4. Beginning in the mid-1990s, ZACHARES came to have extensive contact with Abramoff during ZACHARES' tenure as an official of the CNMI, and ZACHARES and Abramoff became personal and professional acquaintances.

6. On repeated occasions from late 2000 through in or about April 2004, ZACHARES communicated with his coconspirators, including Abramoff and his lobbyists, in furtherance of the below-described conspiracy to defraud using interstate electronic mail transmissions and interstate telephone calls.

8. It was a purpose of the conspiracy for ZACHARES to enrich himself by using and agreeing to use his official positions within the House of Representatives Transportation & Infrastructure Committee, and by performing and agreeing to perform official acts in return for a stream of things of value.

9. It was a further purpose of the conspiracy to enrich Abramoff and his lobbyists by providing favorable official action to them and their clients, and by referring prospective clients to Abramoff and his lobbyists.

10. The conspiracy was carried out through the following manner and means, pursuant to what ZACHARES and Abramoff came to call their "two year plan":

a. ZACHARES would and did take a stream of things of value from Abramoff and his lobbyists, including the prospect of future employment as a lobbyist by Abramoff and of salary enhancements in that prospective employment, an overseas trip, monetary gifts, meals and drinks, golf, and tickets to professional sporting events and concerts.

b. In exchange for this stream of things of value, ZACHARES would and did provide a stream of favorable official action to, and would and did use his influence on behalf of', Abramoff, his lobbyists, and their clients.
20. ZACHARES took a stream of official action benefitting Abramoff, his business interests, his friends, and his lobbying clients. The stream of official action included, but was not limited to, the following:
a. On or about July 30, 2002, ZACHARES sought, at Abramoff's request, a United States Department of Justice Threat Assessment Report concerning Guam and the CNMI that was not then available to the public.
Zachares testified at the September 1999 House Hearing that was an Abramoff-run hearing with Abramoff foot soldiers Rep. Don Young (R-ALASKA) and former Rep. John Doolittle (R-CA), and former Rep. Bob Schaffer (R-CO) controlling the direction and flow of the hearing that was referred to as a sham. Correspondence from Abramoff to Fitial, Willie Tan and Eloy Inos that preceded the hearing indicated it would be held for the purpose of vilifying federal officials, and to push the agenda of Abramoff's client, the CNMI. Zachares was obviously part of the scheme judging by the transcript of the hearing. Rep. Schaffer even addressed him as "Mark."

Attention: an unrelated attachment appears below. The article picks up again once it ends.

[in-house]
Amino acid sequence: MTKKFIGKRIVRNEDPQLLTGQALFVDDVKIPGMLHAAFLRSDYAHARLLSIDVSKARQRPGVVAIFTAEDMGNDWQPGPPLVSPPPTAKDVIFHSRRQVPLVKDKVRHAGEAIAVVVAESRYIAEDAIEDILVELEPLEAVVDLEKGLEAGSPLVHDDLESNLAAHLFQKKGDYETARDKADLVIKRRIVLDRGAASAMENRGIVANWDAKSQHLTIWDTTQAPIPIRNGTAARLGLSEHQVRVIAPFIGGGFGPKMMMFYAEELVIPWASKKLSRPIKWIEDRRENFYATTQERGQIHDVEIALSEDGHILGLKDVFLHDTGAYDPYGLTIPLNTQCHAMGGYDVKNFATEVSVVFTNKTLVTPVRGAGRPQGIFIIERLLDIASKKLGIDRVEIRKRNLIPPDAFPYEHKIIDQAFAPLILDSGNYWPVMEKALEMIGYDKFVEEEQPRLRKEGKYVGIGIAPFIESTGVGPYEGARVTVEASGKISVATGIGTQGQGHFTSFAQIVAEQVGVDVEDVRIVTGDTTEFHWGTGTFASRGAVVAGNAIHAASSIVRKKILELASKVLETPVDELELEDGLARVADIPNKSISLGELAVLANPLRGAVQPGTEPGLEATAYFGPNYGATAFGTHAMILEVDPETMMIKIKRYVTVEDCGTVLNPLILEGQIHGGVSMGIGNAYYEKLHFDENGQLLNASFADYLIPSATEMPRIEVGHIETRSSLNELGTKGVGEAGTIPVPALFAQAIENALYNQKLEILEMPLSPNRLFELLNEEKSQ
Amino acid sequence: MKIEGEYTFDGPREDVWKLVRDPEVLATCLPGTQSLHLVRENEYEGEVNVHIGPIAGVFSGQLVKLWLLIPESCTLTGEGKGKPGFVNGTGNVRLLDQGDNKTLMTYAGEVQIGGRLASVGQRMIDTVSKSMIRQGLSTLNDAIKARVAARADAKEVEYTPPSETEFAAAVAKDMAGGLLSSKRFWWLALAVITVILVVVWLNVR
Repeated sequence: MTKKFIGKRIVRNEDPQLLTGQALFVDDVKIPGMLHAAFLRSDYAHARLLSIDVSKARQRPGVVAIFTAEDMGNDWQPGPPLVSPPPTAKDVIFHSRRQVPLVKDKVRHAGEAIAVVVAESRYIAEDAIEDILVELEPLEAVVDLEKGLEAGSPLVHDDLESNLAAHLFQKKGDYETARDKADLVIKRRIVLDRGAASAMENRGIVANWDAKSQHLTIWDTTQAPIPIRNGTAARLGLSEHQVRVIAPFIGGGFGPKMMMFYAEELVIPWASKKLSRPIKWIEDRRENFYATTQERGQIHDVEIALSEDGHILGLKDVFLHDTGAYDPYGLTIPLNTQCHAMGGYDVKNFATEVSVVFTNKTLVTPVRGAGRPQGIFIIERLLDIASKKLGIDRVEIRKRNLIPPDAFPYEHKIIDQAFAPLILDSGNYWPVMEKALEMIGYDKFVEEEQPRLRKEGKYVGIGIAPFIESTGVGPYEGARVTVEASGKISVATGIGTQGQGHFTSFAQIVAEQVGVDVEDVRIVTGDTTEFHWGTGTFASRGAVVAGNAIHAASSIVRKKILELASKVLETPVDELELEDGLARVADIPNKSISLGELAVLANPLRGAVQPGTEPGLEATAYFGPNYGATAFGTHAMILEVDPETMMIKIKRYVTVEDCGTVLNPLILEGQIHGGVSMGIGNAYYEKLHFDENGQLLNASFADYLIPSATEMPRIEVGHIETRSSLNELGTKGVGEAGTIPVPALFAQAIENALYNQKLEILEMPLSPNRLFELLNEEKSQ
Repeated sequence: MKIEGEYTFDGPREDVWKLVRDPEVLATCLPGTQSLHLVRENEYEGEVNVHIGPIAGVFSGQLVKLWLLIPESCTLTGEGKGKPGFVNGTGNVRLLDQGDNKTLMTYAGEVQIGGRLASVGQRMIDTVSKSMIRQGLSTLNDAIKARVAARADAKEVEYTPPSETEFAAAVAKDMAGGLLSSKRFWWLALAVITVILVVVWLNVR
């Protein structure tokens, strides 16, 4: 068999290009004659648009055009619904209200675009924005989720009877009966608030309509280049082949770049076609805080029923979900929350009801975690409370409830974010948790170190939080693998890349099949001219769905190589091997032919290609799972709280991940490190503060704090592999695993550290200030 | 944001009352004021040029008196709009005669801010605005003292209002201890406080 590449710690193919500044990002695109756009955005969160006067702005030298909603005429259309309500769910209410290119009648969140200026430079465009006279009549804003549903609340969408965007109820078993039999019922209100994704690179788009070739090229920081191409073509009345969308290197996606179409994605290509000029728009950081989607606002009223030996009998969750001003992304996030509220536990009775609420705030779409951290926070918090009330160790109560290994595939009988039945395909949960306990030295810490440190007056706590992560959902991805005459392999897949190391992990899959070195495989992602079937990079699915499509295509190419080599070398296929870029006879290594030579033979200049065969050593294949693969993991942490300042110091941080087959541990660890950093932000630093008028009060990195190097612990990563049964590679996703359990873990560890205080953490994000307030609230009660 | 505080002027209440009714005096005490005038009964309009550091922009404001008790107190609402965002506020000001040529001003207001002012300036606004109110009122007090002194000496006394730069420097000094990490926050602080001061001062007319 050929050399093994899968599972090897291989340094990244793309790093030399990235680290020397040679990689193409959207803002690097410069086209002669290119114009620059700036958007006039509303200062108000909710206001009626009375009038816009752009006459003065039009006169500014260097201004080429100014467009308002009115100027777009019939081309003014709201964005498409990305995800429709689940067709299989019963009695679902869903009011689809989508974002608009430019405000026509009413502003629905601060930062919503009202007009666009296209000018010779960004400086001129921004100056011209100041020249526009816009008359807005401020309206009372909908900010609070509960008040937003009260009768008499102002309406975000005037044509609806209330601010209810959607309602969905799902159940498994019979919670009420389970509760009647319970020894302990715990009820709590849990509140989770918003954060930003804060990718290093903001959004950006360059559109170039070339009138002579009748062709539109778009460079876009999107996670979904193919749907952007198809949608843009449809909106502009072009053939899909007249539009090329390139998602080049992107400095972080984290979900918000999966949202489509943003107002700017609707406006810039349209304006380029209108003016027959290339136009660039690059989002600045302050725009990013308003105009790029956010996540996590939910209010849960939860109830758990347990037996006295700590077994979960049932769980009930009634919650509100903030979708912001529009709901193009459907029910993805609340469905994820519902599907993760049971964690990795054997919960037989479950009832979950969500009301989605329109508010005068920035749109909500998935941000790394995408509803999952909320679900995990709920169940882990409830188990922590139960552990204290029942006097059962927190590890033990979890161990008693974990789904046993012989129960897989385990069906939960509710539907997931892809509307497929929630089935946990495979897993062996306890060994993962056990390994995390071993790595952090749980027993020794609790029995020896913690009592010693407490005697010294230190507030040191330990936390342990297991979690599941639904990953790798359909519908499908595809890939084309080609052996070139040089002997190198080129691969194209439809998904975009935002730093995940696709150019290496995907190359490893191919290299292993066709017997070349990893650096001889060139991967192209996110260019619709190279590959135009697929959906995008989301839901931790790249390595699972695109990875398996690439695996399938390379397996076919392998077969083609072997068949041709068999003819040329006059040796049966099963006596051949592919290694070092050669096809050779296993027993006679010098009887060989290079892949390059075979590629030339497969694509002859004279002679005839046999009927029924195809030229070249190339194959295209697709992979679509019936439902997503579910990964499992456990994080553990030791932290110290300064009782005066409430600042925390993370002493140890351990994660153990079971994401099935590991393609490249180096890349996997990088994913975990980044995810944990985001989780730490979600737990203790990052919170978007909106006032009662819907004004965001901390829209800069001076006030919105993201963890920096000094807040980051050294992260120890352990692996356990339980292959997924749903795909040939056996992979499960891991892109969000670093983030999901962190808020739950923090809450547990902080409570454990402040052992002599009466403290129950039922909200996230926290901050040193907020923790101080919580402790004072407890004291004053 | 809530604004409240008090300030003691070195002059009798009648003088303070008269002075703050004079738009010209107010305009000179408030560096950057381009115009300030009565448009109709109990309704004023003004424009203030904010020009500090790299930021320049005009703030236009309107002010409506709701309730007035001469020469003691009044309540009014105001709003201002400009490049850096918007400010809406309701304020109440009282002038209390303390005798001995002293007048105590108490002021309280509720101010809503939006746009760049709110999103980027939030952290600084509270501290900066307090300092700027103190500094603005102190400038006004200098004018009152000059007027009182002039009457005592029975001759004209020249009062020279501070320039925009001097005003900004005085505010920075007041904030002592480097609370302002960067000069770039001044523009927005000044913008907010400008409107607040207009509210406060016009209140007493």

The billing records from Abramoff to the CNMI indicate that the CNMI was billed for helping the lobbyist find Zachares a position in the federal government:

2/9/01 2.0 hours Kevin Ring Continue drafting outline for J. Abramoff remarks to CNMI leaders; phone conversation with D. Stephens regarding Zachares candicacy

2/13/01 4.0 hours Tony Rudy Contact numerous congressional offices to help Mark Zachares; deliver materials to Hill; obtain signatures on letters

Why no objection? Perhaps because the CNMI officials were in on the conspiracy to land him a job. The initial position was in the DOI Office of Insular Affairs where Zachares could manipulate policy to be favorable to the CNMI. The attempts to land him that Insular Affairs position went as high as the White House as correspondence between Abramoff and White House personnel indicated. From The National Journal:
Abramoff, who had hired Reed in 1999 and 2000 to run anti-gambling drives in Alabama to fend off threats to the Choctaws' casino profits, was looking for more help. This time, Abramoff was trying to secure a job at Interior for Mark Zachares, a former secretary of labor in the Marianas government.

On January 11, 2001, Abramoff e-mailed Reed. "I was thinking about this appointment" to the Office of Insular Affairs at Interior, Abramoff wrote. "I know it is perhaps a bizarre request, but considering how quickly I was named to the transition advisory team thanks to your request, perhaps it would be possible to ask Karl [Rove, the president's chief political adviser]... that they should appoint Mark Zachares to head the Office of Insular Affairs.... Do you think we could get this favor from Karl? It would be my big ask for sure."

Reed replied quickly: "It never hurts to ask. What's the next move?" Later that day, Reed sounded even more eager. "Just let me know who to call, when to call, and what to say. And while you're at it get me another client! NOW!"

On March 6, Abramoff met with Rove for about half an hour and pushed for Zachares, according to Abramoff's former lobbying colleagues at the firm Greenberg Traurig and to Secret Service logs released earlier this year. But Rove didn't come through, and Zachares didn't get the job.

One former Abramoff colleague said he wasn't surprised that the effort failed, because Zachares was "too radioactive" and had "the worst possible profile" for the job. Zachares had received $10,000 from an Abramoff-run charity, getting half of the money before he held his Marianas job and half after. What's more, Democrats in Congress, with help from some GOP members, had mounted a bruising but unsuccessful fight to impose U.S. minimum-wage laws on the Marianas. The islands, a U.S. territory located in the western Pacific Ocean, paid immigrant workers in their garment industry wages of just $3 an hour.
What happens to these "Abramoff talkers" while they await their hearings? Zachares, Boulanger, Ring, Verrusio, Blackann, Copland and others? Do they rely on spouses or family to support them? Do they work somewhere, and if they do who would hire them? Included in some plea agreements are provisions for the non-prosecution of spouses. Such an agreement exists in the Zachares Plea Agreement for his wife, Cynthia.

Keep talking Zachares.


ACR said...

Of course you're right when you say that some plea agreements have non-prosecution clauses protecting the spouses of the admitted criminals.

In addition to Mr. Zachares, we know that Todd Boulanger's wife (Jessica Boulanger) and Tony Rudy's wife (Lisa Rudy) are protected by non-prosecution agreements negotiated as part of their husbands' plea deals.